United States: Supply and Purchase Agreement Triggers On-Sale Bar Provision of 35 USC § 102(b)

The US Court of Appeals for the Federal Circuit reversed the district court and found that a Supply and Purchase Agreement between Helsinn and third-party MGI Pharma, Inc. (MGI) before the critical date of the asserted patents constituted a sale of the claimed invention. The court concluded that, after the Leahy-Smith America Invents Act (AIA), the details of the invention need not be publicly disclosed in the terms of sale. The court also noted that it did not broadly hold that distribution agreements will always be invalidating under § 102(b), merely that the Agreement at issue was. Helsinn Healthcare S.A. v. Teva Pharmaceuticals USA, Inc. et al, Case Nos. 2016-1284, 2016-1787 (Fed. Cir. May 1, 2017) (Dyk, J.).

Helsinn owns four patents directed to formulations and use of palonosetron in reducing the likelihood of chemotherapy-induced nausea and vomiting (CINV). All four patents claim priority from the same provisional application, filed on January 30, 2003. Three of the patents were filed before the effective date of the AIA, while one was filed after the AIA effective date. On April 6, 2001, during Phase III clinical trials, Helsinn entered into two agreements with MGI, agreeing to sell palonosetron products (defined as having 0.25 mg or 0.75 mg doses of palonosetron) to MGI for an upfront payment of $11 million, plus ongoing royalties. The agreements were announced in a press release and in MGI's Securities and Exchange Commission (SEC) filings, which included partially redacted copies of both agreements. Neither the press release nor the SEC filings disclosed the actual dosage amounts of palonosetron. Ultimately, the US Food and Drug Administration (FDA) approved Helsinn's application to market a 0.25 mg palonosetron product.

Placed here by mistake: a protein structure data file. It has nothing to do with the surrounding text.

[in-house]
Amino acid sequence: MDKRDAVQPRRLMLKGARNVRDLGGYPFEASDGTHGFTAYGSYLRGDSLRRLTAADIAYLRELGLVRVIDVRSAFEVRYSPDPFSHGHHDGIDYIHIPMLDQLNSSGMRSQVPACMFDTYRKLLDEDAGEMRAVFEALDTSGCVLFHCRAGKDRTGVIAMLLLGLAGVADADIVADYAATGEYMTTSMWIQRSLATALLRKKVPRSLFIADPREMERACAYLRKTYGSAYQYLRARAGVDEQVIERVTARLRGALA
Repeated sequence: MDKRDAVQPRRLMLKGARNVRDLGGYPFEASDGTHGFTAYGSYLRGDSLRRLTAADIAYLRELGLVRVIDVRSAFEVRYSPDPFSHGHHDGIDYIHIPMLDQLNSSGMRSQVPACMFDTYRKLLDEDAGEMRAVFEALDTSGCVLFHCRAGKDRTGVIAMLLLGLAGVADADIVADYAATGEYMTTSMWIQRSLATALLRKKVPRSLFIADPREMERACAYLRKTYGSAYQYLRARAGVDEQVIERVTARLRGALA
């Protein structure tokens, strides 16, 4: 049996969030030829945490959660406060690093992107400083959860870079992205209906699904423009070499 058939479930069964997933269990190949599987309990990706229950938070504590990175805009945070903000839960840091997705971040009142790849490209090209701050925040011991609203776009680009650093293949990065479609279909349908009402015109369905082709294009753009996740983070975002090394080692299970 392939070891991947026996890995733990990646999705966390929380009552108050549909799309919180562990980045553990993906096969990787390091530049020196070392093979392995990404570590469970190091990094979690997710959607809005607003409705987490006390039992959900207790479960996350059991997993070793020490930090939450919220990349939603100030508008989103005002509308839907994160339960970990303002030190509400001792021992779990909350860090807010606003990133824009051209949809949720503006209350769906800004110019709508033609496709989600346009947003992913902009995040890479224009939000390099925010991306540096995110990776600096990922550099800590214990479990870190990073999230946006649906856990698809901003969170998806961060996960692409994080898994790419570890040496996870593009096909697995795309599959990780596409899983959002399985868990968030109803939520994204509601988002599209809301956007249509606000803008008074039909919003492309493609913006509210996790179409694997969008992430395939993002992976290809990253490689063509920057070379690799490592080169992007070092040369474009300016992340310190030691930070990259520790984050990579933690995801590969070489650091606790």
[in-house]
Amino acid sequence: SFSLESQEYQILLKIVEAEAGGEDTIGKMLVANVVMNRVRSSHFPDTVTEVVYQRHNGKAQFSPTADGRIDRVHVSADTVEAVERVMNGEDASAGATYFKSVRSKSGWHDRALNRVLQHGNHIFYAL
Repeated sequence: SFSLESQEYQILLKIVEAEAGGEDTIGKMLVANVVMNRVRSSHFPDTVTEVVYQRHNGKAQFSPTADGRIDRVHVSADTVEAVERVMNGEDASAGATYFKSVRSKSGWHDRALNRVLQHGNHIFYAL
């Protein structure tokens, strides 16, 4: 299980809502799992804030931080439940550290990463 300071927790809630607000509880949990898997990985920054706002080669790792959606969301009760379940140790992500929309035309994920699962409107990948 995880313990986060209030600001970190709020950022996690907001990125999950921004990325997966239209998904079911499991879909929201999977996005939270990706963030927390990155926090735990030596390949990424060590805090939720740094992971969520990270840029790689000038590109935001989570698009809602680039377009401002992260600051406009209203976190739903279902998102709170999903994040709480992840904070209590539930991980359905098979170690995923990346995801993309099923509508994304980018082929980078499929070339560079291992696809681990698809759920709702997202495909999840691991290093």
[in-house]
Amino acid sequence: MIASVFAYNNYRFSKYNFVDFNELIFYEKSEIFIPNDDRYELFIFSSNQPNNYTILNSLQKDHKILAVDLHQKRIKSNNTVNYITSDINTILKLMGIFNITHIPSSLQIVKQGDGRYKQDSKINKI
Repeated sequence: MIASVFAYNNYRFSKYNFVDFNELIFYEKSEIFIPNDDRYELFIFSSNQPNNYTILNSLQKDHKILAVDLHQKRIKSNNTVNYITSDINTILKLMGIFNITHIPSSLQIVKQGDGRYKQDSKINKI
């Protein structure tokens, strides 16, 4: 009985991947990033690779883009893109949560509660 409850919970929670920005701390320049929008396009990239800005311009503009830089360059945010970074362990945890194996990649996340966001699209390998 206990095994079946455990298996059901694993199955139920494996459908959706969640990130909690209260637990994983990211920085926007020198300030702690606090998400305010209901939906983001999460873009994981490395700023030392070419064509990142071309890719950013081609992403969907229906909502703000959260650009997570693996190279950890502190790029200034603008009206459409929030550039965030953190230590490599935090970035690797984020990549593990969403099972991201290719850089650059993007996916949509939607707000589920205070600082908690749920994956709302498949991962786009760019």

Teva subsequently filed an abbreviated new drug application (ANDA) seeking approval to market a generic version of Helsinn's 0.25 mg palonosetron product. Helsinn brought suit against Teva, alleging infringement of various claims of its four palonosetron patents. Teva defended on the ground that asserted claims were invalid under the on-sale bar provision of 35 USC § 102(b). The district court found that the patents-in-suit were not invalid. With respect to the three pre-AIA patents, the district court found there was a commercial offer for sale before the critical date, but that the invention was not ready for patenting. With respect to the fourth patent, governed by the AIA, the district court concluded that there was no commercial offer for sale because the AIA changed the relevant standard and, in any event, the invention was not ready for patenting.

The Federal Circuit reversed and specifically addressed the following three questions: (1) whether the inventions claimed in Helsinn's pre-AIA patents were subject to a sale or offer for sale prior to the critical date; (2) whether the AIA changed the meaning of the on-sale bar under 35 USC § 102(b) such that there was no sale as to the invention claimed Helsinn's fourth (post-AIA) patent; and (3) whether the inventions were ready for patenting at the time of the sale or offers for sale.